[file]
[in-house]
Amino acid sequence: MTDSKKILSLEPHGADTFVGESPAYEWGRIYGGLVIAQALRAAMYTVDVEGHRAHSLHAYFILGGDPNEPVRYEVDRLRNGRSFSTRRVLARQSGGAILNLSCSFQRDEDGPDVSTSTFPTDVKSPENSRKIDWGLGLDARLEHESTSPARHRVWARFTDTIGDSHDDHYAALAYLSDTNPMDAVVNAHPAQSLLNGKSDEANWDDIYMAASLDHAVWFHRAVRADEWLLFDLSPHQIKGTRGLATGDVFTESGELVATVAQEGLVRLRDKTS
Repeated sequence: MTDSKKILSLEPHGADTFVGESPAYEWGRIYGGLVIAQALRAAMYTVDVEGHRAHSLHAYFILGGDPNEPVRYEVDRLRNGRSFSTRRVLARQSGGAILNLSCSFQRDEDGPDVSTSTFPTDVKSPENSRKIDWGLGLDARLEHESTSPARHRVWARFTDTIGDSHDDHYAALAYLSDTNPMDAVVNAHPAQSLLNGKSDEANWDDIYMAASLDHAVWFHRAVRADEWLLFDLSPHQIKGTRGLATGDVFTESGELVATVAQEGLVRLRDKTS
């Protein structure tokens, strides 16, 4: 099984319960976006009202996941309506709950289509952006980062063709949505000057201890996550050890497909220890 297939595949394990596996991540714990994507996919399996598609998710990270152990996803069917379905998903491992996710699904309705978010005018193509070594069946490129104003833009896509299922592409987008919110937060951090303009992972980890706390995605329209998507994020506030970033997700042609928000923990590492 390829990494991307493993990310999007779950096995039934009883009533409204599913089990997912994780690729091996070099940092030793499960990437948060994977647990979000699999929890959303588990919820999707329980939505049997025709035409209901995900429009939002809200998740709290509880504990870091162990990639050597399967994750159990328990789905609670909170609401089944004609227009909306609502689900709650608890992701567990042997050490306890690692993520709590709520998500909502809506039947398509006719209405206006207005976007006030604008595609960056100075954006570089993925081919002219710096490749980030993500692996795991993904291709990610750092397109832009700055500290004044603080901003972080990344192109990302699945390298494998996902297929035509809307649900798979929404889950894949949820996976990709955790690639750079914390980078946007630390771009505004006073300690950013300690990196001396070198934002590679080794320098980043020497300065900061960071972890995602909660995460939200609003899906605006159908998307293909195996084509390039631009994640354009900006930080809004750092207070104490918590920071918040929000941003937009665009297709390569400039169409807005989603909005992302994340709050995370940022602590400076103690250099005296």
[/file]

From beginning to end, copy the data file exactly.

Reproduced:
[in-house]
Amino acid sequence: MTDSKKILSLEPHGADTFVGESPAYEWGRIYGGLVIAQALRAAMYTVDVEGHRAHSLHAYFILGGDPNEPVRYEVDRLRNGRSFSTRRVLARQSGGAILNLSCSFQRDEDGPDVSTSTFPTDVKSPENSRKIDWGLGLDARLEHESTSPARHRVWARFTDTIGDSHDDHYAALAYLSDTNPMDAVVNAHPAQSLLNGKSDEANWDDIYMAASLDHAVWFHRAVRADEWLLFDLSPHQIKGTRGLATGDVFTESGELVATVAQEGLVRLRDKTS
Repeated sequence: MTDSKKILSLEPHGADTFVGESPAYEWGRIYGGLVIAQALRAAMYTVDVEGHRAHSLHAYFILGGDPNEPVRYEVDRLRNGRSFSTRRVLARQSGGAILNLSCSFQRDEDGPDVSTSTFPTDVKSPENSRKIDWGLGLDARLEHESTSPARHRVWARFTDTIGDSHDDHYAALAYLSDTNPMDAVVNAHPAQSLLNGKSDEANWDDIYMAASLDHAVWFHRAVRADEWLLFDLSPHQIKGTRGLATGDVFTESGELVATVAQEGLVRLRDKTS
């Protein structure tokens, strides 16, 4: 099984319960976006009202996941309506709950289509952006980062063709949505000057201890996550050890497909220890 297939595949394990596996991540714990994507996919399996598609998710990270152990996803069917379905998903491992996710699904309705978010005018193509070594069946490129104003833009896509299922592409987008919110937060951090303009992972980890706390995605329209998507994020506030970033997700042609928000923990590492 390829990494991307493993990310999007779950096995039934009883009533409204599913089990997912994780690729091996070099940092030793499960990437948060994977647990979000699999929890959303588990919820999707329980939505049997025709035409209901995900429009939002809200998740709290509880504990870091162990990639050597399967994750159990328990789905609670909170609401089944004609227009909306609502689900709650608890992701567990042997050490306890690692993520709590709520998500909502809506039947398509006719209405206006207005976007006030604008595609960056100075954006570089993925081919002219710096490749980030993500692996795991993904291709990610750092397109832009700055500290004044603080901003972080990344192109990302699945390298494998996902297929035509809307649900798979929404889950894949949820996976990709955790690639750079914390980078946007630390771009505004006073300690950013300690990196001396070198934002590679080794320098980043020497300065900061960071972890995602909660995460939200609003899906605006159908998307293909195996084509390039631009994640354009900006930080809004750092207070104490918590920071918040929000941003937009665009297709390569400039169409807005989603909005992302994340709050995370940022602590400076103690250099005296």